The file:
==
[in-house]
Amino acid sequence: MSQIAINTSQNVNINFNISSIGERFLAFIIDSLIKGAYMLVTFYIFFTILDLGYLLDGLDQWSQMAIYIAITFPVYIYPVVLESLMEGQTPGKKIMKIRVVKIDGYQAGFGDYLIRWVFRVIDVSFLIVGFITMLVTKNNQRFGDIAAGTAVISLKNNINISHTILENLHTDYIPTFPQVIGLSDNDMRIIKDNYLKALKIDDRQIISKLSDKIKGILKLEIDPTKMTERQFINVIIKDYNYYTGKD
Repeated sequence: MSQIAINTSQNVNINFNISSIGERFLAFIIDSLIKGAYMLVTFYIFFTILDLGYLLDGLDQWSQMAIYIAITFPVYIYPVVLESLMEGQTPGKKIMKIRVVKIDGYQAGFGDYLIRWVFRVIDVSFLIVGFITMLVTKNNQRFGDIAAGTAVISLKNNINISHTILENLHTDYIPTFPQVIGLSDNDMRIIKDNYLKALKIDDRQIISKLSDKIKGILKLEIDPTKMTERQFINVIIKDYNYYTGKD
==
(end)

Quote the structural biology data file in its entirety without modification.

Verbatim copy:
[in-house]
Amino acid sequence: MSQIAINTSQNVNINFNISSIGERFLAFIIDSLIKGAYMLVTFYIFFTILDLGYLLDGLDQWSQMAIYIAITFPVYIYPVVLESLMEGQTPGKKIMKIRVVKIDGYQAGFGDYLIRWVFRVIDVSFLIVGFITMLVTKNNQRFGDIAAGTAVISLKNNINISHTILENLHTDYIPTFPQVIGLSDNDMRIIKDNYLKALKIDDRQIISKLSDKIKGILKLEIDPTKMTERQFINVIIKDYNYYTGKD
Repeated sequence: MSQIAINTSQNVNINFNISSIGERFLAFIIDSLIKGAYMLVTFYIFFTILDLGYLLDGLDQWSQMAIYIAITFPVYIYPVVLESLMEGQTPGKKIMKIRVVKIDGYQAGFGDYLIRWVFRVIDVSFLIVGFITMLVTKNNQRFGDIAAGTAVISLKNNINISHTILENLHTDYIPTFPQVIGLSDNDMRIIKDNYLKALKIDDRQIISKLSDKIKGILKLEIDPTKMTERQFINVIIKDYNYYTGKD